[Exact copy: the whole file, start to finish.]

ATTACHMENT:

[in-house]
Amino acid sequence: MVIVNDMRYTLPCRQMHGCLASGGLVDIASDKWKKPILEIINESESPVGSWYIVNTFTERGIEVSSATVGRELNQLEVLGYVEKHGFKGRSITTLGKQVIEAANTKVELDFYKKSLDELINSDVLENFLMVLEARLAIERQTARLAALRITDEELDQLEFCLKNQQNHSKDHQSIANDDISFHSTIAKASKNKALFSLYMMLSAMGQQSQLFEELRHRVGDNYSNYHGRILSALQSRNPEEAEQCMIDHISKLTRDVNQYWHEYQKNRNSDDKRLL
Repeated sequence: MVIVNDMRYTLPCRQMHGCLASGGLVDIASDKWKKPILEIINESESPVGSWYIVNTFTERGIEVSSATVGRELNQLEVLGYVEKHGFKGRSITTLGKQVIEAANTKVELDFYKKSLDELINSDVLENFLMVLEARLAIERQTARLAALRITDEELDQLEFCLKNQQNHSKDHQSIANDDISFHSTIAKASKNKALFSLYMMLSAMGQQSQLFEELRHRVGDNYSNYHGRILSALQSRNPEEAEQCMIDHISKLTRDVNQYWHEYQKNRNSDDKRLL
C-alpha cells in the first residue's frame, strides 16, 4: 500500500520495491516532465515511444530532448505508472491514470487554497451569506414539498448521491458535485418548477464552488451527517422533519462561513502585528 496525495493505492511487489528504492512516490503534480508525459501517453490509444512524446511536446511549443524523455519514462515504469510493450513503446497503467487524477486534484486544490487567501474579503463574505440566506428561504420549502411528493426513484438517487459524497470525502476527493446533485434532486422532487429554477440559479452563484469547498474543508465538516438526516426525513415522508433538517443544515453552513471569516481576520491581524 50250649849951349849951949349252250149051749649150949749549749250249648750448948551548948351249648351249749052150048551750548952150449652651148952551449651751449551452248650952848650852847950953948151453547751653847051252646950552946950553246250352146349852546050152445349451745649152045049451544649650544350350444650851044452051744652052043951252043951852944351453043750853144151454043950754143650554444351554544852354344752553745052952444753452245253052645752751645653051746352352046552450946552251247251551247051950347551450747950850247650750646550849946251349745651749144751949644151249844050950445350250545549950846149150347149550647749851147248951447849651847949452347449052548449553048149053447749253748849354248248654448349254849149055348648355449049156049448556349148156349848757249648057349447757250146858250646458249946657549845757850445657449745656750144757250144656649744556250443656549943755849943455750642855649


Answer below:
[in-house]
Amino acid sequence: MVIVNDMRYTLPCRQMHGCLASGGLVDIASDKWKKPILEIINESESPVGSWYIVNTFTERGIEVSSATVGRELNQLEVLGYVEKHGFKGRSITTLGKQVIEAANTKVELDFYKKSLDELINSDVLENFLMVLEARLAIERQTARLAALRITDEELDQLEFCLKNQQNHSKDHQSIANDDISFHSTIAKASKNKALFSLYMMLSAMGQQSQLFEELRHRVGDNYSNYHGRILSALQSRNPEEAEQCMIDHISKLTRDVNQYWHEYQKNRNSDDKRLL
Repeated sequence: MVIVNDMRYTLPCRQMHGCLASGGLVDIASDKWKKPILEIINESESPVGSWYIVNTFTERGIEVSSATVGRELNQLEVLGYVEKHGFKGRSITTLGKQVIEAANTKVELDFYKKSLDELINSDVLENFLMVLEARLAIERQTARLAALRITDEELDQLEFCLKNQQNHSKDHQSIANDDISFHSTIAKASKNKALFSLYMMLSAMGQQSQLFEELRHRVGDNYSNYHGRILSALQSRNPEEAEQCMIDHISKLTRDVNQYWHEYQKNRNSDDKRLL
C-alpha cells in the first residue's frame, strides 16, 4: 500500500520495491516532465515511444530532448505508472491514470487554497451569506414539498448521491458535485418548477464552488451527517422533519462561513502585528 496525495493505492511487489528504492512516490503534480508525459501517453490509444512524446511536446511549443524523455519514462515504469510493450513503446497503467487524477486534484486544490487567501474579503463574505440566506428561504420549502411528493426513484438517487459524497470525502476527493446533485434532486422532487429554477440559479452563484469547498474543508465538516438526516426525513415522508433538517443544515453552513471569516481576520491581524 50250649849951349849951949349252250149051749649150949749549749250249648750448948551548948351249648351249749052150048551750548952150449652651148952551449651751449551452248650952848650852847950953948151453547751653847051252646950552946950553246250352146349852546050152445349451745649152045049451544649650544350350444650851044452051744652052043951252043951852944351453043750853144151454043950754143650554444351554544852354344752553745052952444753452245253052645752751645653051746352352046552450946552251247251551247051950347551450747950850247650750646550849946251349745651749144751949644151249844050950445350250545549950846149150347149550647749851147248951447849651847949452347449052548449553048149053447749253748849354248248654448349254849149055348648355449049156049448556349148156349848757249648057349447757250146858250646458249946657549845757850445657449745656750144757250144656649744556250443656549943755849943455750642855649